The journal BMJ took aim at the anticoagulant dabigatran and its manufacturer in a three-pronged package published online July 23 that cataloged the drug’s tumultuous pre-approval and post-approval journeys in the U.S. and Europe. Maker Boehringer Ingelheim called the stories unbalanced.
BMJ simultaneously published an analysis, an investigative piece and an editorial that reviewed concerns raised over bleeding risks with dabigatran (Pradaxa), which was developed as an alternative to warfarin for patients with nonvalvular atrial fibrillation who are at risk of stroke. Dabigatran at 150 mg dose was approved by the FDA in October 2010. Two doses—150 mg and 110 mg—were approved by the European Medicines Agency (EMA) in August 2011.
Thomas J. Moore, AB, of the Institute for Safe Medication Practices in Horsham, Penn., and colleagues focused on the different priorities of the two regulatory bodies in their analysis. The FDA appeared to value efficacy over safety, they wrote, while the EMA honed in on bleeding risk.
The authors recounted the drama that accompanied the FDA approval process: the agency’s initial rejection of the application because it questioned the data quality in the pivotal RE-LY trial; its decision to not consider the lower dosage in opposition of its advisory panel; and a panelist’s concerns about five-fold variability in blood plasma levels that might warrant monitoring.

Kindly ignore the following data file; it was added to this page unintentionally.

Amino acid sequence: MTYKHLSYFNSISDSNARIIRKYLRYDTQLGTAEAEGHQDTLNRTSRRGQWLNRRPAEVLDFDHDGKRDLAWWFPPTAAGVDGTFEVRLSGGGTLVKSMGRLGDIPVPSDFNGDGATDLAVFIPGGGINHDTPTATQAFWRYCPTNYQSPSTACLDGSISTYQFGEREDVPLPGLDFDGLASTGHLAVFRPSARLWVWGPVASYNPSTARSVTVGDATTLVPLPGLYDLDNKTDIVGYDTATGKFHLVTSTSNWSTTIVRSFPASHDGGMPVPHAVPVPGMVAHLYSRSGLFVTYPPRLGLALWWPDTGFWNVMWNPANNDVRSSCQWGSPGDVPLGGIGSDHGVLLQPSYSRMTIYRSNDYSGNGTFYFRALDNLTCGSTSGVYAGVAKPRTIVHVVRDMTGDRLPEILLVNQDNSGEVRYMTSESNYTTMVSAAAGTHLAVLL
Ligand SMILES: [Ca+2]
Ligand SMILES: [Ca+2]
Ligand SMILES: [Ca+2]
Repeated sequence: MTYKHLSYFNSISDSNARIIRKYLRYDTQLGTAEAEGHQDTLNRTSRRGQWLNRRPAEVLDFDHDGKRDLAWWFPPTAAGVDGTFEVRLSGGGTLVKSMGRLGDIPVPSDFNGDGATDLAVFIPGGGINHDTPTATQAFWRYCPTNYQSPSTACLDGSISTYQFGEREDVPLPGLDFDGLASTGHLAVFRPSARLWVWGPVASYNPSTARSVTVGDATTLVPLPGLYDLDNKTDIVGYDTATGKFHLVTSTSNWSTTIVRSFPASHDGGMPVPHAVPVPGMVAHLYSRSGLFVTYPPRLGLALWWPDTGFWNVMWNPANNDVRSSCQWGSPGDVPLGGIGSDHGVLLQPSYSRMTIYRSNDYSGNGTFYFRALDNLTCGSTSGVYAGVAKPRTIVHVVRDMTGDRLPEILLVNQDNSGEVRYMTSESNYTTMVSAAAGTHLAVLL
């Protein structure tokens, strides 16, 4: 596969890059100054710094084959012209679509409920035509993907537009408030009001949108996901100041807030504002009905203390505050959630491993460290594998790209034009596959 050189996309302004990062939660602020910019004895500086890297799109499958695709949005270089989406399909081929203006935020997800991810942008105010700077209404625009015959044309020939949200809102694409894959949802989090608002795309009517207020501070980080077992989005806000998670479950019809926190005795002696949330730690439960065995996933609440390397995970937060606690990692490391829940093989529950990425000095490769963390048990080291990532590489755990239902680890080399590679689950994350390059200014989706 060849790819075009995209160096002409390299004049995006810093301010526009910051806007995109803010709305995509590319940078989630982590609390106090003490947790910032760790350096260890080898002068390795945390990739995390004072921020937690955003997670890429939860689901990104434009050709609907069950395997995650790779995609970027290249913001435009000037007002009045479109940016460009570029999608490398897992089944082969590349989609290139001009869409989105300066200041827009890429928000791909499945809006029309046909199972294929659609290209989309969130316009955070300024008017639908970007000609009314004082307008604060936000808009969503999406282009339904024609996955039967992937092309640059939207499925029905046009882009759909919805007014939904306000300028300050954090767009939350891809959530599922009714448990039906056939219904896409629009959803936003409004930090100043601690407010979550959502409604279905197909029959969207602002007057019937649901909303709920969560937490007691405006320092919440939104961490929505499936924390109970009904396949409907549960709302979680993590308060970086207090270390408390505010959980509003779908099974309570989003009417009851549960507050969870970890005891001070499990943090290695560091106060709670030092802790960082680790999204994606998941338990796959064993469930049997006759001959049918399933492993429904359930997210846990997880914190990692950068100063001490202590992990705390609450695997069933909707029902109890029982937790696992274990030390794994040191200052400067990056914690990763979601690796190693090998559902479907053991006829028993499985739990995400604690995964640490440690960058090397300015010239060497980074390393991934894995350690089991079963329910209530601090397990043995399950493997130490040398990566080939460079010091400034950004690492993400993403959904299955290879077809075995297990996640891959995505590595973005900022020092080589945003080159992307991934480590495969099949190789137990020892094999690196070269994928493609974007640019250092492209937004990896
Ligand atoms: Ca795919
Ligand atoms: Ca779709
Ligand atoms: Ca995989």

“The cost of these decisions was sometimes doubling or tripling the risk of severe bleeding in older patients, patients with impaired kidney function, low body weight, those who were taking aspirin or who for other reasons ended up with excessively high plasma levels,” they wrote.
Moore et al argued the drug’s safety could be improved with dose adjustments, monitoring and approval of lower doses.
Editorial writers Blake Charlton and Rita Redberg, MD, MS, both of the University of California, San Francisco, dissected the RE-LY trial’s design and the FDA’s use of a single study in lieu of the standard requirement of two randomized trials. They also introduced information from internal documents that came to light with litigation, which Deborah Cohen, the journal’s investigation editor, expounds on in her feature.
Boehringer Ingelheim challenged the BMJ reports, saying their statements were misleading. The company wrote that it wanted to “set the record straight … as we are concerned that the reporting might put patients at risk of stopping their important stroke preventing medication.” It called dabigatran, which was the first anticoagulant to win approval since warfarin, a breakthrough.
Dabigatran is a direct thrombin inhibitor and warfarin is a vitamin K antagonist. The anticoagulants rivaroxaban (Xarelto, Janssen Pharmaceuticals/Bayer HealthCare) and apixaban (Eliquis, Bristol-Myers Squibb/Pfizer) are direct factor Xa inhibitors.